On top of that, he also found out it wasn’t as easy to get employed as he thought with his Stanford engineering degree since he had a resume gap. He substitute-taught a little bit, but eventually realized the master’s program in engineering at the University of Colorado was a great fit for him. It would let him advance himself professionally and get a fresh start on running.
Riley could have retired, but he said through it all in that “bit of turmoil, training and rehab and the hope for running was the one constant I could maintain.”
Once healthy in 2019, Riley slowly built things up under coach Lee Troop. He turned heads by running 2:10:36 last year in Chicago (previous PB 2:13:16).
Running has been one constant for Riley for more than half of his life, but he says at the age of 31, he isn’t counting on their being more Olympic opportunities. “Coming back, there is a new commitment to running fast. I don’t want the amount of time and emotional investment I put into coming back being wasted,” he said. He said his mantra is “No more next times.”
Nike was giving away the Alphaflys, but many Nike-sponsored athletes may not wear them
Nike had a room where any Trials qualifier could go pick up a pair of the new Alphafly shoe that controversially was greenlit for use (by .5mm) by the new World Athletics shoes rules. It was quite the scene to see the athletes lining up to get their free shoes. We spoke to athletes who were going to wear them, who were considering wearing them, and even one athlete sponsored by a rival company who picked up a pair to give away. We weren’t allowed to enter — athletes only — but here’s what it looks like on the inside, courtesy of someone who asked they be referred to as “Scranton Strangler.”
Here, courtesy of someone who has elected to go only by the pseudonym “Scranton Strangler,” is video of the inside of Room A313 at the Georgia World Congresss Center — aka the Alphafly room. pic.twitter.com/3Dfx59A34A
— Jonathan Gault (@jgault13) February 28, 2020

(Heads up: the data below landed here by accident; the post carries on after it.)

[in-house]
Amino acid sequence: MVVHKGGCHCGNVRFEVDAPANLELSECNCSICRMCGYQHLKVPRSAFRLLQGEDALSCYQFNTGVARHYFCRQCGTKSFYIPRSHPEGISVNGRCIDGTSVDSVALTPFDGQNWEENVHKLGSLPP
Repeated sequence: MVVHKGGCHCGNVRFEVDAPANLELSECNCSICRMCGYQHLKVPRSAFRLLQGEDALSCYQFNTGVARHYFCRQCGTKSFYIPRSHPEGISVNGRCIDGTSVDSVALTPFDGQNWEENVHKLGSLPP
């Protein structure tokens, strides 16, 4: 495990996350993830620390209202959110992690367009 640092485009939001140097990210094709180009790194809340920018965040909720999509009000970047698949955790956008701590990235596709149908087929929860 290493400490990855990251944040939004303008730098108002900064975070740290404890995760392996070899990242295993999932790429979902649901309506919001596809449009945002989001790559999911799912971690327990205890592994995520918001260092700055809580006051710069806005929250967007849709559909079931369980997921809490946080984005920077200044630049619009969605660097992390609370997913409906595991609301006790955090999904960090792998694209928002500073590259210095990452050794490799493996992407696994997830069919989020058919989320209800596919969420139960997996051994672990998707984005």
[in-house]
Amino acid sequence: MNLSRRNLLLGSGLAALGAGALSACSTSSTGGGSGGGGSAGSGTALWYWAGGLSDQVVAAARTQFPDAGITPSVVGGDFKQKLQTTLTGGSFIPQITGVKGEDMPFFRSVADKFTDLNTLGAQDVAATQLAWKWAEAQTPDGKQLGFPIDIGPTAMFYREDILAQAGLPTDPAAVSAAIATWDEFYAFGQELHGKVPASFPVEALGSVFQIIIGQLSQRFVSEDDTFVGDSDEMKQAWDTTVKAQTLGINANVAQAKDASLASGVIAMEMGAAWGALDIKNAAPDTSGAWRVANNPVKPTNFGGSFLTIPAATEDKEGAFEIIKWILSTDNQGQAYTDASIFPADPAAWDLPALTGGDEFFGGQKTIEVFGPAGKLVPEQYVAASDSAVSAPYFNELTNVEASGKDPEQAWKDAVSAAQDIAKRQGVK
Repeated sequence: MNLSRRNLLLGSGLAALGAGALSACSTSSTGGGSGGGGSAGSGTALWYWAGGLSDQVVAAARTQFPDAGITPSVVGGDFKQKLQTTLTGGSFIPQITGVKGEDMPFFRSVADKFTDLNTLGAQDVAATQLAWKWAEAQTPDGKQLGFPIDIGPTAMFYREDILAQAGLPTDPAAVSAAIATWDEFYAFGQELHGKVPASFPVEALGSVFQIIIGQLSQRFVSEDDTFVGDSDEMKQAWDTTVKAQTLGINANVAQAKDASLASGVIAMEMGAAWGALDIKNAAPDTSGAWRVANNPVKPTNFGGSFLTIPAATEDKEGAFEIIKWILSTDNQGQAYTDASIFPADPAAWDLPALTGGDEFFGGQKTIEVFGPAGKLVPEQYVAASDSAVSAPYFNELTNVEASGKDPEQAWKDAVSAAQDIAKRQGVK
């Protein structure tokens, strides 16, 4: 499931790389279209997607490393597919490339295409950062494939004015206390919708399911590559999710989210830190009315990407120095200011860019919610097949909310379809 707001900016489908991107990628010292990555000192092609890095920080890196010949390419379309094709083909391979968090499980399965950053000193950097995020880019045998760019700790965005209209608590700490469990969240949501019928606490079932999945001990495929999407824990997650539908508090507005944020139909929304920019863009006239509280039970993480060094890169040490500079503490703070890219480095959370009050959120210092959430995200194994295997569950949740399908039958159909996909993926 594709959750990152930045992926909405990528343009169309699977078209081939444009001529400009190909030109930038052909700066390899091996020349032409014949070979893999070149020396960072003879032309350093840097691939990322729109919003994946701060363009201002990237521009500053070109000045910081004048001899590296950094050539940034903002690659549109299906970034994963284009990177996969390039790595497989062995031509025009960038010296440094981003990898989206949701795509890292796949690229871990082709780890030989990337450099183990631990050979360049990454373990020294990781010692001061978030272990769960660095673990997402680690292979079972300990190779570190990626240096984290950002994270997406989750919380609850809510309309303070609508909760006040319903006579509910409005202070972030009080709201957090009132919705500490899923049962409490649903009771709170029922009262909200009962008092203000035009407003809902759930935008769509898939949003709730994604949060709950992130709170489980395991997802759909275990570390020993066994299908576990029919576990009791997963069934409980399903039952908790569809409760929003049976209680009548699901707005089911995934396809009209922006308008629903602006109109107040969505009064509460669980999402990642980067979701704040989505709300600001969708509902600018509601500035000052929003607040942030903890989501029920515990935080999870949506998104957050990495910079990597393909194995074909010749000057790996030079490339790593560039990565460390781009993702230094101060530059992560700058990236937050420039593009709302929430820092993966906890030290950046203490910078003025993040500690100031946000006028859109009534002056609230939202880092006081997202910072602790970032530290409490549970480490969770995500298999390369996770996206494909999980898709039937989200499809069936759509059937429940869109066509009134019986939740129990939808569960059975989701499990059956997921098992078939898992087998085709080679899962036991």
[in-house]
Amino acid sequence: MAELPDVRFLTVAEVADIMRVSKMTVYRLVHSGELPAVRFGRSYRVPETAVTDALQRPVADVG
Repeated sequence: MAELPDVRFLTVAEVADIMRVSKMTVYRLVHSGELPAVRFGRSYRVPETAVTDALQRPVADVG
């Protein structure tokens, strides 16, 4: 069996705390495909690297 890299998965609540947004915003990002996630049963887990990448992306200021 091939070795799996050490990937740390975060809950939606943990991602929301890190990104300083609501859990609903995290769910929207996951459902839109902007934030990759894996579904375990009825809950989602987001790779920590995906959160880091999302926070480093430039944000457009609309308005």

One interesting tidbit we learned today and from speaking to Nike-sponsored athletes Chris Derrick and Andrew Bumbalough earlier was that many Nike pros may not wear the Alphaflys in the race. Derrick has already said he’s wearing the Next%, and if we had to guess, we’d say, Bumbalough and Lagat all don’t wear the Alphaflys either. Korir said he’s debating it.
And then there is unsponsored Jake Riley. He had great success in the Next% in Chicago and said he has read how the Alphafly is a step above even that (Sean Ingle of the The Guardian said that while studies have shown the Next% can improve economy by 4-5%, the Alphafly may improve it by 7-8%). But then Riley hears that people like his Stanford teammate Derrick may not wear it, so he isn’t sure what he’ll do. One thing Riley hasn’t done is ever wear the Alphafly — he’s unsponsored and did not have access to it before its release like some of the Nike-sponsored athletes. He said however, not wearing the shoe yet is not a concern. He will try it out and run in it and see how it feels. If it is too different than what he is used to, he will not wear it. He wasn’t sure what to expect. He and others noted that from what they understand, the Alphafly isn’t just an improved version of the Next%. It’s a different feel and it’s clear that some Nike pros don’t like that feel enough — despite the shoes’ possible advantages — to wear it at the Trials.
Des Linden: Ready to go despite some ups and downs in buildup
The Olympic Trials will be Des Linden’s 20th marathon. The veteran said after New York she had some posture issues. Then she wasn’t able to hit splits she wanted early in the training segment for the Trials. Then she got the flu. However, the veteran understands the “ups and downs” through the build-up are typical. She said coming off the flum she did an 8-mile tempo on a hilly course and averaged 5:25 pace and was confident that things would move forward from there, which they did.
We tried to talk to athletes whom we hadn’t spoken to recentlym so we didn’t speak to Scott Fauble (who was on our podcast this week here, and has a Q&A here) or Kellyn Taylor (who also was on our podcast and has her Q&A here). Emily Sisson and Sara Hall departed the media area early as well so we didn’t get to speak to them either (though we did speak to their coaches last week).